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  1. Abstract Background

    Diverse communities of microbial eukaryotes in the global ocean provide a variety of essential ecosystem services, from primary production and carbon flow through trophic transfer to cooperation via symbioses. Increasingly, these communities are being understood through the lens of omics tools, which enable high-throughput processing of diverse communities. Metatranscriptomics offers an understanding of near real-time gene expression in microbial eukaryotic communities, providing a window into community metabolic activity.


    Here we present a workflow for eukaryotic metatranscriptome assembly, and validate the ability of the pipeline to recapitulate real and manufactured eukaryotic community-level expression data. We also include an open-source tool for simulating environmental metatranscriptomes for testing and validation purposes. We reanalyze previously published metatranscriptomic datasets using our metatranscriptome analysis approach.


    We determined that a multi-assembler approach improves eukaryotic metatranscriptome assembly based on recapitulated taxonomic and functional annotations from an in-silico mock community. The systematic validation of metatranscriptome assembly and annotation methods provided here is a necessary step to assess the fidelity of our community composition measurements and functional content assignments from eukaryotic metatranscriptomes.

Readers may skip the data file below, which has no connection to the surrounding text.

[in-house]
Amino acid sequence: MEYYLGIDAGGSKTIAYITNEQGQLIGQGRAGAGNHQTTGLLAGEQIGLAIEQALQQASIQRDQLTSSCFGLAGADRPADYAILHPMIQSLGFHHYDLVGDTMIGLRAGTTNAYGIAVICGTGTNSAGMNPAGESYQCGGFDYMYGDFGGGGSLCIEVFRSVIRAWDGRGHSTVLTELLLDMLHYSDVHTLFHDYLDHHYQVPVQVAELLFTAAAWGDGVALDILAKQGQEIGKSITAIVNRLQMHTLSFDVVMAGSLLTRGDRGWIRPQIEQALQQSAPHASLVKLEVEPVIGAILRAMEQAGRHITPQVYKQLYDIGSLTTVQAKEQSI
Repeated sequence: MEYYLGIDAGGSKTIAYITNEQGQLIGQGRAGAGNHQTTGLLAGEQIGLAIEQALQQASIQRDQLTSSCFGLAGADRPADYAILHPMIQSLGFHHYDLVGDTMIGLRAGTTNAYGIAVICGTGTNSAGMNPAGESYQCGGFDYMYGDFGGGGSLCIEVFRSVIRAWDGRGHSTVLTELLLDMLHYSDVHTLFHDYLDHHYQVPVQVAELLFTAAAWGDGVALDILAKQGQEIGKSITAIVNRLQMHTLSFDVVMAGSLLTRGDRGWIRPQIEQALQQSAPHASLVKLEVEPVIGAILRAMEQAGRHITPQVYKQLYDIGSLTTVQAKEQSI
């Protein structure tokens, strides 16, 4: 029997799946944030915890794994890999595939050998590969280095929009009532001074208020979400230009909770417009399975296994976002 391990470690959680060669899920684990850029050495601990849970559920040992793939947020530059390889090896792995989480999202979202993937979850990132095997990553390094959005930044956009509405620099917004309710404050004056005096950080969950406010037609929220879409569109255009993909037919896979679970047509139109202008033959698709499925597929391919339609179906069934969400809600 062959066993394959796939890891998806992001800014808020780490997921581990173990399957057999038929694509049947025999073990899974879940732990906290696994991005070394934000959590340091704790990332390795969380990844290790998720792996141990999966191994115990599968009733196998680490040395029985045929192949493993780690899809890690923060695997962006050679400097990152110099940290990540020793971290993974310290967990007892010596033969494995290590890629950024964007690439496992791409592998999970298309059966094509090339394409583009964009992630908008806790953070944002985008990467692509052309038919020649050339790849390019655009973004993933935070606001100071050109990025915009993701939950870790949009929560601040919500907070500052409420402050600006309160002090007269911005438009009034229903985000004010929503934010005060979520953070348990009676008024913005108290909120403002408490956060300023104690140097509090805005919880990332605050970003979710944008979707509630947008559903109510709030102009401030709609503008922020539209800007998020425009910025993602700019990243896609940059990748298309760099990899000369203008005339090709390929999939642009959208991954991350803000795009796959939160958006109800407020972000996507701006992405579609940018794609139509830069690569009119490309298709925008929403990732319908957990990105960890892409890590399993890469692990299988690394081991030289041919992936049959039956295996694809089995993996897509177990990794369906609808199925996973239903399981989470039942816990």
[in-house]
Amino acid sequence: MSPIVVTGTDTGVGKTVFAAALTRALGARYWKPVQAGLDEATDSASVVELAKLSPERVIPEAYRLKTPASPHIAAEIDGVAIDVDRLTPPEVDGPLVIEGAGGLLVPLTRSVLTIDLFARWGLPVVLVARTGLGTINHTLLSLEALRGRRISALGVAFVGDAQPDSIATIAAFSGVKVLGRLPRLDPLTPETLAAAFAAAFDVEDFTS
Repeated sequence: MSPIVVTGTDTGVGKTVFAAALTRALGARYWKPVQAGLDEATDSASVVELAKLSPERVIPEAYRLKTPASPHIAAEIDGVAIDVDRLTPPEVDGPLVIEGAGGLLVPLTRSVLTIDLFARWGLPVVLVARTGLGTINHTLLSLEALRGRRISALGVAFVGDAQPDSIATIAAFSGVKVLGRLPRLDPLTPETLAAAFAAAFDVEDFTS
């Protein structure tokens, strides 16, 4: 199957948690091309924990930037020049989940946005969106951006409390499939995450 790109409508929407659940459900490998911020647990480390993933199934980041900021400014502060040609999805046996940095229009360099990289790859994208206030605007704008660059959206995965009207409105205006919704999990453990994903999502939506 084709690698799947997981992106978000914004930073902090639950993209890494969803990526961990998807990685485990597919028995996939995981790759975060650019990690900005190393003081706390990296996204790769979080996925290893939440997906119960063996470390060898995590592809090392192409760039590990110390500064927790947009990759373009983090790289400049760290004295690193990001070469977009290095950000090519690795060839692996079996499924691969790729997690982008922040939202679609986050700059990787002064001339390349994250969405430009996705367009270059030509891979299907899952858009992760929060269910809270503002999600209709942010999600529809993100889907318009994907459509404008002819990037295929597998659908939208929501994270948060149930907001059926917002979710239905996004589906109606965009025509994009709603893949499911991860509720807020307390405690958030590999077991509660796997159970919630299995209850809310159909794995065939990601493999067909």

2. Free, publicly-accessible full text available June 1, 2023
  3. From June to August 2018, the eruption of Kīlauea volcano on the island of Hawai‘i injected millions of cubic meters of molten lava into the nutrient-poor waters of the North Pacific Subtropical Gyre. The lava-impacted seawater was characterized by high concentrations of metals and nutrients that stimulated phytoplankton growth, resulting in an extensive plume of chlorophyll a that was detectable by satellite. Chemical and molecular evidence revealed that this biological response hinged on unexpectedly high concentrations of nitrate, despite the negligible quantities of nitrogen in basaltic lava. We hypothesize that the high nitrate was caused by buoyant plumes of nutrient-rich deep waters created by the substantial input of lava into the ocean. This large-scale ocean fertilization was therefore a unique perturbation event that revealed how marine ecosystems respond to exogenous inputs of nutrients.